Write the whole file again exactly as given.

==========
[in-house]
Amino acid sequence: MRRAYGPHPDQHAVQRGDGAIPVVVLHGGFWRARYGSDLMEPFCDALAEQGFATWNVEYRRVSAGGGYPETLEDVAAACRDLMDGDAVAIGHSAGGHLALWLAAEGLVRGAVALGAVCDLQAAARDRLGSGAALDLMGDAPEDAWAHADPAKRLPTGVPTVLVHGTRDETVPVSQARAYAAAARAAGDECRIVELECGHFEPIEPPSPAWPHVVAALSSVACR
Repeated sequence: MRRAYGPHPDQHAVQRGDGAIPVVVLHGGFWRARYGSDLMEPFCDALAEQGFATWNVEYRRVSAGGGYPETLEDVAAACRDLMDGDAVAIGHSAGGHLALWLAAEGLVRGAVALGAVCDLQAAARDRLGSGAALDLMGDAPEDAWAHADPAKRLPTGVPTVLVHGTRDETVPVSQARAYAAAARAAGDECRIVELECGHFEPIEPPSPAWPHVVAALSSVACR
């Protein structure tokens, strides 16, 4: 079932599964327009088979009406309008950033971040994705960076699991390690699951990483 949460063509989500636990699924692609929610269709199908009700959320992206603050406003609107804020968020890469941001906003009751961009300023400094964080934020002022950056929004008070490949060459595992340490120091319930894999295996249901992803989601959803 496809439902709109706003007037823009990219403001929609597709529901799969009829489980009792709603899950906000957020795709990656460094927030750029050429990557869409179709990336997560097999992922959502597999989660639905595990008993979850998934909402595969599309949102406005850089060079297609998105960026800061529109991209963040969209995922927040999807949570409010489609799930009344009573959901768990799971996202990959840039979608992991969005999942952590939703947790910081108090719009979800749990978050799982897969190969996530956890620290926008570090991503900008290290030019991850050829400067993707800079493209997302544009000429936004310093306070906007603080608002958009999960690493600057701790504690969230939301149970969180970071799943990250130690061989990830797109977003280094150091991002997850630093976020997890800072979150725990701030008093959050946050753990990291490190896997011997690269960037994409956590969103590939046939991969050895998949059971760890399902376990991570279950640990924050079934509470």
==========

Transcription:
[in-house]
Amino acid sequence: MRRAYGPHPDQHAVQRGDGAIPVVVLHGGFWRARYGSDLMEPFCDALAEQGFATWNVEYRRVSAGGGYPETLEDVAAACRDLMDGDAVAIGHSAGGHLALWLAAEGLVRGAVALGAVCDLQAAARDRLGSGAALDLMGDAPEDAWAHADPAKRLPTGVPTVLVHGTRDETVPVSQARAYAAAARAAGDECRIVELECGHFEPIEPPSPAWPHVVAALSSVACR
Repeated sequence: MRRAYGPHPDQHAVQRGDGAIPVVVLHGGFWRARYGSDLMEPFCDALAEQGFATWNVEYRRVSAGGGYPETLEDVAAACRDLMDGDAVAIGHSAGGHLALWLAAEGLVRGAVALGAVCDLQAAARDRLGSGAALDLMGDAPEDAWAHADPAKRLPTGVPTVLVHGTRDETVPVSQARAYAAAARAAGDECRIVELECGHFEPIEPPSPAWPHVVAALSSVACR
């Protein structure tokens, strides 16, 4: 079932599964327009088979009406309008950033971040994705960076699991390690699951990483 949460063509989500636990699924692609929610269709199908009700959320992206603050406003609107804020968020890469941001906003009751961009300023400094964080934020002022950056929004008070490949060459595992340490120091319930894999295996249901992803989601959803 496809439902709109706003007037823009990219403001929609597709529901799969009829489980009792709603899950906000957020795709990656460094927030750029050429990557869409179709990336997560097999992922959502597999989660639905595990008993979850998934909402595969599309949102406005850089060079297609998105960026800061529109991209963040969209995922927040999807949570409010489609799930009344009573959901768990799971996202990959840039979608992991969005999942952590939703947790910081108090719009979800749990978050799982897969190969996530956890620290926008570090991503900008290290030019991850050829400067993707800079493209997302544009000429936004310093306070906007603080608002958009999960690493600057701790504690969230939301149970969180970071799943990250130690061989990830797109977003280094150091991002997850630093976020997890800072979150725990701030008093959050946050753990990291490190896997011997690269960037994409956590969103590939046939991969050895998949059971760890399902376990991570279950640990924050079934509470």